Image: Lindsay Phillips on clker.com.
We’re undergoing significant change and I can’t be everywhere. What can I do to help my managers lead change?
Always Do This
Make sure your managers always know what’s going on. That significant change is just one item on their very full plates. As soon as a client hollers, the change will get placed on the back burner unless you help keep your managers focused. Information updates should be on every staff meeting agenda. Be sure to cover what’s new and different since the last staff meeting, what’s on the schedule for the coming month and how that will affect their staff, and what milestones are planned for the next six months.
Sometimes Do This
Sometimes, and for some managers, you’ll want to provide training on communication or change leadership skills. But let’s face it: many managers were promoted because they are strong technically. Many weren’t born with people skills and many haven’t had opportunities to develop those skills. If you’re facing a major change and have managers who lack strong people skills, you have a few options. First, you may wish to send them to a workshop. If you do, choose well. It should be behaviorally-based and practical. And here’s the most important thing: it has to include post-training coaching or application discussions. Only 20% of training value occurs during training classes. If you don’t help people apply that training on the job and learn from their experiences, you’re wasting your money.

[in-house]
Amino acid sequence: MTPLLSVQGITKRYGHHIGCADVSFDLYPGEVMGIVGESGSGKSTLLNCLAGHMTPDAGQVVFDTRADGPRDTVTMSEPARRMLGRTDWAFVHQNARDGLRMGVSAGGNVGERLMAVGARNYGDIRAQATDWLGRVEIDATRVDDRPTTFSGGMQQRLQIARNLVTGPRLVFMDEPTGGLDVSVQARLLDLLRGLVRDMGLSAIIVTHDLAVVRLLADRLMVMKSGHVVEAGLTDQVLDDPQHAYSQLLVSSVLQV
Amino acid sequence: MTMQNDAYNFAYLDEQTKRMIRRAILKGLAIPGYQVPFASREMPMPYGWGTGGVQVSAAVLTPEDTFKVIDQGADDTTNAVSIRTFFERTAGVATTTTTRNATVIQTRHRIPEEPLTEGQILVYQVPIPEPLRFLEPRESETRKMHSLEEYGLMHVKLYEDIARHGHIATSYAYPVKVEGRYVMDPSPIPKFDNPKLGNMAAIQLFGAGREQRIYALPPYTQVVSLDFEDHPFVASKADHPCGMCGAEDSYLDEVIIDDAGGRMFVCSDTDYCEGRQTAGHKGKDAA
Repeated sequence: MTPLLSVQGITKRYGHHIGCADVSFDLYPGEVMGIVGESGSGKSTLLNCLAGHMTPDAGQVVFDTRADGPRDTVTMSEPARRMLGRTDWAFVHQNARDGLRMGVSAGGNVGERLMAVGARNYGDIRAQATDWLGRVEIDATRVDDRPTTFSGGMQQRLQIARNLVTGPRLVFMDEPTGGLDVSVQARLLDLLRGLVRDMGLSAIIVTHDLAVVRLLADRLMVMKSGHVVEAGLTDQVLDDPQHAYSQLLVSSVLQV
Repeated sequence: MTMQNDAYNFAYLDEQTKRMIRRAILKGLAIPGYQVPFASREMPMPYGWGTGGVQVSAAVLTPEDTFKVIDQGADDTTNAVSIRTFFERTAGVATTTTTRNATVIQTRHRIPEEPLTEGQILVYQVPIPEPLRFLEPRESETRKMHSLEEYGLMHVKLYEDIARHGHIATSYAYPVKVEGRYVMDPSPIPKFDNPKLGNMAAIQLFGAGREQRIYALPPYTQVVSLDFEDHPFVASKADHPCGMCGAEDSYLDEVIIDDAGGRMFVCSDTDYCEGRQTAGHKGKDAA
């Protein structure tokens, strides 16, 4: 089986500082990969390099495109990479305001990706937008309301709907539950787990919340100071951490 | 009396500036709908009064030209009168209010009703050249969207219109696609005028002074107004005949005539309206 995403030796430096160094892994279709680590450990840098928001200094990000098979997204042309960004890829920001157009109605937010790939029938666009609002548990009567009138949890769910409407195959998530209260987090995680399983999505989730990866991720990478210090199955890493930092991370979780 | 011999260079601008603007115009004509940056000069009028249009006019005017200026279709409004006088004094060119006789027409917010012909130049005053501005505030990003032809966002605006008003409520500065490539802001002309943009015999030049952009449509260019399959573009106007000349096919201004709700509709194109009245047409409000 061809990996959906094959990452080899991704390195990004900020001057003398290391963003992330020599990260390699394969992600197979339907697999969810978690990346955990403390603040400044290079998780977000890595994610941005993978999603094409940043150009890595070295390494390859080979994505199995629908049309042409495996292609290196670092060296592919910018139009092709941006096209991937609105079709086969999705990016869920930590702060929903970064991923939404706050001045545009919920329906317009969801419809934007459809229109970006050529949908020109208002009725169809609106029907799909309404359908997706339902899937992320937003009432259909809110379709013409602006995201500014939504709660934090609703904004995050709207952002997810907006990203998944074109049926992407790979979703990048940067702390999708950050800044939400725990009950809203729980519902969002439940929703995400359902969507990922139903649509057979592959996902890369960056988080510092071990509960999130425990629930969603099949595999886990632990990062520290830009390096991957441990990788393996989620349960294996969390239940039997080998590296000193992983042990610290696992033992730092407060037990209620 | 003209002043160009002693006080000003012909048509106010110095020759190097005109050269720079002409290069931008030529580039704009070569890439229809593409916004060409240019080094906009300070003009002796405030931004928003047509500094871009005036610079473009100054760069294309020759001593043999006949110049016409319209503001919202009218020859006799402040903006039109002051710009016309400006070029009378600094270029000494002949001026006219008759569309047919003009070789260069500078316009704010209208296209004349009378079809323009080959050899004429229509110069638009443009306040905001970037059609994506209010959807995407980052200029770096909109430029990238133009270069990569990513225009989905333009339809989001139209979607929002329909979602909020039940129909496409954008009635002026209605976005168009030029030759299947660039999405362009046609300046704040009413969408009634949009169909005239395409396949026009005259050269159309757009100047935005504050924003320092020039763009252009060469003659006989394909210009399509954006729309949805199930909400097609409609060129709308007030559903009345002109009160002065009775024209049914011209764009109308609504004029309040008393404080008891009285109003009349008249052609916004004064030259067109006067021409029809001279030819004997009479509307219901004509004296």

Second, you may decide that you don’t want to invest in developing managers’ people skills. If you choose this path, take a page from the Hammer Reengineering playbook: assign coaches to the organization who can help people plan development and learn the new skills they need during the change. In other words, outsource your people guidance to people who have the time for it and free up your managers to do what they do best: the technical stuff.
Never Do This
Never forbid local innovation and creativity during change. Some leaders try to tamp down on variance and make implementation in every area exactly the same. That’s a mistake. It inhibits staff creativity and also underestimates the very real differences between areas. Instead of forbidding innovation, welcome it. To keep it from spiraling out of control, weave innovation updates into your staff meetings. Who knows? One area’s innovation might become your entire organization’s best practice.
A version of this article appeared in CIO magazine in October 2012.
How to Help Managers Lead Change